Regardless of independence, Scottish farmers are on a very different trajectory to those farming south of the Border, but lessons from Brexit should send a firm warning that any future friction at the Scottish Border will have grave consequences for the UK’s highly integrated food supply chains.

Brexit was of huge significance to Scottish rural voters, many of whom have been looking closely at the impact it has had on UK agriculture and will draw conclusions as to the likely impact of another separation – but one much closer to home.

Despite a deal being decided between the UK and the EU in the 11th hour, trading relations between the two have been anything but friction-free, with many agricultural exporters facing added bureaucracy and costs at the Border. Images of lorries queuing at Dover and fresh produce condemned to landfill will be fresh in many people’s minds – a scenario that should be avoided at all costs in the event of any trade agreement between Scotland and the rest of the UK.

However, many argue that Brexit has flagged up the UK Government’s lack of interest in supporting and maintaining food production in England, demonstrated by its plans for a future agricultural policy which looks to phase out direct support for farmers entirely by 2027. This is a vision not shared by the Scottish Government, which has committed to maintain some direct payments alongside incentivising farmers to reduce carbon emissions and deliver environmental goods.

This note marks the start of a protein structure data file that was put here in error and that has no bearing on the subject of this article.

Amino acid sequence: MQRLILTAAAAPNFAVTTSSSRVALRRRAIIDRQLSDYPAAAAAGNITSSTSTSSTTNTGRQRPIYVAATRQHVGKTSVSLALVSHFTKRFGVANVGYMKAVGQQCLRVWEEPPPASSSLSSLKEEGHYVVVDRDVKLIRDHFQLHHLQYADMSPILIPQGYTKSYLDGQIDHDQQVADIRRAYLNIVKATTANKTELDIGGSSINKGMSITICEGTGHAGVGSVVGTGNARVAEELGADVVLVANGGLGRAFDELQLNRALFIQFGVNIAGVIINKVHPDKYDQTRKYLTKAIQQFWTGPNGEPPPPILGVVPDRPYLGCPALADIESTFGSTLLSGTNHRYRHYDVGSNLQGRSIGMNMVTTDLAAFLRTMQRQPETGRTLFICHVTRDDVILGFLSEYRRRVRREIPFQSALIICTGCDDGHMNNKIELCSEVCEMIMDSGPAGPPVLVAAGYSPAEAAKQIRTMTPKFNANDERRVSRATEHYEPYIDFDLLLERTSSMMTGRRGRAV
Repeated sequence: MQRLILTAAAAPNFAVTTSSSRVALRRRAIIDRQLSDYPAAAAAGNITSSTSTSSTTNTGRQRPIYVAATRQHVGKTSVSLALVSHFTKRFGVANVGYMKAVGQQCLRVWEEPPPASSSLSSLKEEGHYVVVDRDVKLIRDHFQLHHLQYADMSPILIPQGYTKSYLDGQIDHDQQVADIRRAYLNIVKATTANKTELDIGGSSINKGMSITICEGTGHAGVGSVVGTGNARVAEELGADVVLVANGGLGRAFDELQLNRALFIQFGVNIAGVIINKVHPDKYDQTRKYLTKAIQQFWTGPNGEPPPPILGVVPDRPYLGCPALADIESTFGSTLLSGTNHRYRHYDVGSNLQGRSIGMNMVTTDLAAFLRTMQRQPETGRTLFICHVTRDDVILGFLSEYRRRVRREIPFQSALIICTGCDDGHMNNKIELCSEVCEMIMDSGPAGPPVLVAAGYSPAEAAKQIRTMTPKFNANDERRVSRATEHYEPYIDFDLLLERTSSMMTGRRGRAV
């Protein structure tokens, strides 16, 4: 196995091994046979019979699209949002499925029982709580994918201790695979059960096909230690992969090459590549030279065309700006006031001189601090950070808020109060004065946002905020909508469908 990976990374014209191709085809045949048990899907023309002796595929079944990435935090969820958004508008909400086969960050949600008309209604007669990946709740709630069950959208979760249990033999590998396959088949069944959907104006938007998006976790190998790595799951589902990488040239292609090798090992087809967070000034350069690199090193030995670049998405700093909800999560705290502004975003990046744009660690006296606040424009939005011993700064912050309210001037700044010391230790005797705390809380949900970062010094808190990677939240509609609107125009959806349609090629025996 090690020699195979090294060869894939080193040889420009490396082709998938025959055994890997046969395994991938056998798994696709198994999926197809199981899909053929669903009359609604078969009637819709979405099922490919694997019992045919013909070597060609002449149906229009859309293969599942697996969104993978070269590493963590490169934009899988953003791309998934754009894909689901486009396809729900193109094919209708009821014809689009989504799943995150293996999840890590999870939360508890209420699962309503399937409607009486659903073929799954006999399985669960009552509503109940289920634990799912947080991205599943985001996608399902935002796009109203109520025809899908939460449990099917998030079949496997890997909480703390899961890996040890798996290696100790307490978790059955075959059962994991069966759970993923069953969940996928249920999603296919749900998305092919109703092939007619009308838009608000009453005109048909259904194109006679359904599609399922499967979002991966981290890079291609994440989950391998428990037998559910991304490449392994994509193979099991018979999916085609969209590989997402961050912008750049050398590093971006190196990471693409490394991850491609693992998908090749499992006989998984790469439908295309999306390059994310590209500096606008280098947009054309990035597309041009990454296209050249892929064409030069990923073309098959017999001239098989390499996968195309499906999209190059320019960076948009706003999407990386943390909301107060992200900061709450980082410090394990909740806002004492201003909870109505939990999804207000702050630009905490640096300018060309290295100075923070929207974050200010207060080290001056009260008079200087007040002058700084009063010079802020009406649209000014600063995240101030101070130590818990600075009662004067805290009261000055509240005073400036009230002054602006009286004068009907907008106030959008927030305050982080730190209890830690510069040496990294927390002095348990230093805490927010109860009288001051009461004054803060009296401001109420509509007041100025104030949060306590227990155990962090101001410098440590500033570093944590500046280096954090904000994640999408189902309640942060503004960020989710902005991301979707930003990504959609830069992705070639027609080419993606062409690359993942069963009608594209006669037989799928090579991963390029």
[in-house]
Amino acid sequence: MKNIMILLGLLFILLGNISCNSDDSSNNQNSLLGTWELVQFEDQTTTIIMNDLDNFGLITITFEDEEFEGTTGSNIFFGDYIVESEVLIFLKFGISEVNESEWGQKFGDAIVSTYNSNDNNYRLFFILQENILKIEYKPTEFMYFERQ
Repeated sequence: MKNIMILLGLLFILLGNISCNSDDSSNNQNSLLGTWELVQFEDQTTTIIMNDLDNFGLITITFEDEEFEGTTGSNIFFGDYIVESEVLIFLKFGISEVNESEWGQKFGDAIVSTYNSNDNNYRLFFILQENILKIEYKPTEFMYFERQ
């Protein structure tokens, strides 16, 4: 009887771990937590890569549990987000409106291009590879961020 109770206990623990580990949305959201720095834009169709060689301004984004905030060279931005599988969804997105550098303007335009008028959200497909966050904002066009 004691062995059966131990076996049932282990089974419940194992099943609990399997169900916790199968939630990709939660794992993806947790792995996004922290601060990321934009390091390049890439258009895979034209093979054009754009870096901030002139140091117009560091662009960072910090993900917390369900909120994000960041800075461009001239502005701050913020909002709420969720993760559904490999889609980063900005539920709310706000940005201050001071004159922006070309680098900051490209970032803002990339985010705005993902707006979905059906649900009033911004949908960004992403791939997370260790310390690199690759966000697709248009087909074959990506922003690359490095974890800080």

Since Scotland already has much of the devolved responsibility for agriculture and the environment, an independent Scotland may not result in any significant immediate agricultural policy changes. Under the EU’s Common Agricultural Policy, the four devolved administrations already had very different agricultural support packages that reflected local political priorities, land quality and farming systems.

Agricultural economist Steven Thomson, from Scotland’s Rural College, explained that this policy divergence continues in the post-EU era, where agricultural policies are evolving at different rates and with different priorities.

“What was perceived as a level playing field across the UK has long-gone for farmers,” he said. “This ‘uncommon agricultural policy’ is largely a legacy of the EU devolving decisions on CAP implementation to regions and the four administrations of the UK making very different choices. When you add-in Brexit, and the ongoing policy evolutions, it means that we already have very different farm support regimes in Scotland, England Northern Ireland and Wales.

“In Scotland and Northern Ireland, politicians and officials have been clear on the need to support sustainable and efficient food production that maintains economic activity in some of our remotest rural areas, but in England and Wales there appears a greater emphasis on environmental renewal and innovation to compete in global food markets. These differences will certainly be more challenging for cross-border farms, regardless of the outcome of any independence referendum.”

The Herald: Red Tractor has 16,500 members within its combinable crops and sugar beet scheme

One of the main concerns shared by the farming community in the event of Scottish independence, are fears over a hard border with England and what that would mean for trading relations, particularly given the UK’s complex interconnected food supply chains.